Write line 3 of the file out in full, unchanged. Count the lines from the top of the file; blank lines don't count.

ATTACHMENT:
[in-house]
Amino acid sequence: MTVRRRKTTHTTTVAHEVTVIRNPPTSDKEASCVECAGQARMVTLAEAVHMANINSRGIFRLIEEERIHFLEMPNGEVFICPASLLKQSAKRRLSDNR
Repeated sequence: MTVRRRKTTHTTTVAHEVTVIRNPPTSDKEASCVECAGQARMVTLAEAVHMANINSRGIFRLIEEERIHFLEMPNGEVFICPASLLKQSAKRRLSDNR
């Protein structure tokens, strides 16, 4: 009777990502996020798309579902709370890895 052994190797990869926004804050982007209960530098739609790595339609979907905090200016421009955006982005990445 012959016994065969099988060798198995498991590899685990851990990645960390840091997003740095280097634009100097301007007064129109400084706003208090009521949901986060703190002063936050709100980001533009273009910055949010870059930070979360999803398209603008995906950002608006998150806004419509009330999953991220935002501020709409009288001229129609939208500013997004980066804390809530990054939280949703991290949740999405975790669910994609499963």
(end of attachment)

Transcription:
Repeated sequence: MTVRRRKTTHTTTVAHEVTVIRNPPTSDKEASCVECAGQARMVTLAEAVHMANINSRGIFRLIEEERIHFLEMPNGEVFICPASLLKQSAKRRLSDNR